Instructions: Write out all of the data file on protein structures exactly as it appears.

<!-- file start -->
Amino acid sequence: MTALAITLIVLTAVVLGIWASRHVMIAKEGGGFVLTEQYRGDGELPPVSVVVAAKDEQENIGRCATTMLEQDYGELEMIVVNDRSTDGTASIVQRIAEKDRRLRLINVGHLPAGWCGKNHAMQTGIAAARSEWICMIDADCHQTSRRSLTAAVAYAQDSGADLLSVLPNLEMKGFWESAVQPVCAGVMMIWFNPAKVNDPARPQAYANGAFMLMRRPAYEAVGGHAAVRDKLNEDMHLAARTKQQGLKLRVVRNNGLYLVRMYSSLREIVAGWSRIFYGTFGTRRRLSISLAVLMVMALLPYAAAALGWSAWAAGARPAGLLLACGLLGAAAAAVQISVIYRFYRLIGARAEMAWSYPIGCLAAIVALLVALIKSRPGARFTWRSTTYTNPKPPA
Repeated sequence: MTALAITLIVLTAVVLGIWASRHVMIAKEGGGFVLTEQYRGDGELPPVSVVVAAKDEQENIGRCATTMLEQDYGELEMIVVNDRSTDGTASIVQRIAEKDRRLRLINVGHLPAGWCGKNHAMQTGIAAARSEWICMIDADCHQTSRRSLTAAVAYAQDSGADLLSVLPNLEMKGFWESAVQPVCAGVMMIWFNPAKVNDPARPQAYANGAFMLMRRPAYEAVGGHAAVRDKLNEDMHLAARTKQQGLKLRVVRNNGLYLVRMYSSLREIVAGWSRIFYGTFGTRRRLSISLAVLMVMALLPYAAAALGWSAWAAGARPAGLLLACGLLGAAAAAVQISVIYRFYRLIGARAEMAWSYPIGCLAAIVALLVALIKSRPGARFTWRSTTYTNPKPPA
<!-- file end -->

Amino acid sequence: MTALAITLIVLTAVVLGIWASRHVMIAKEGGGFVLTEQYRGDGELPPVSVVVAAKDEQENIGRCATTMLEQDYGELEMIVVNDRSTDGTASIVQRIAEKDRRLRLINVGHLPAGWCGKNHAMQTGIAAARSEWICMIDADCHQTSRRSLTAAVAYAQDSGADLLSVLPNLEMKGFWESAVQPVCAGVMMIWFNPAKVNDPARPQAYANGAFMLMRRPAYEAVGGHAAVRDKLNEDMHLAARTKQQGLKLRVVRNNGLYLVRMYSSLREIVAGWSRIFYGTFGTRRRLSISLAVLMVMALLPYAAAALGWSAWAAGARPAGLLLACGLLGAAAAAVQISVIYRFYRLIGARAEMAWSYPIGCLAAIVALLVALIKSRPGARFTWRSTTYTNPKPPA
Repeated sequence: MTALAITLIVLTAVVLGIWASRHVMIAKEGGGFVLTEQYRGDGELPPVSVVVAAKDEQENIGRCATTMLEQDYGELEMIVVNDRSTDGTASIVQRIAEKDRRLRLINVGHLPAGWCGKNHAMQTGIAAARSEWICMIDADCHQTSRRSLTAAVAYAQDSGADLLSVLPNLEMKGFWESAVQPVCAGVMMIWFNPAKVNDPARPQAYANGAFMLMRRPAYEAVGGHAAVRDKLNEDMHLAARTKQQGLKLRVVRNNGLYLVRMYSSLREIVAGWSRIFYGTFGTRRRLSISLAVLMVMALLPYAAAALGWSAWAAGARPAGLLLACGLLGAAAAAVQISVIYRFYRLIGARAEMAWSYPIGCLAAIVALLVALIKSRPGARFTWRSTTYTNPKPPA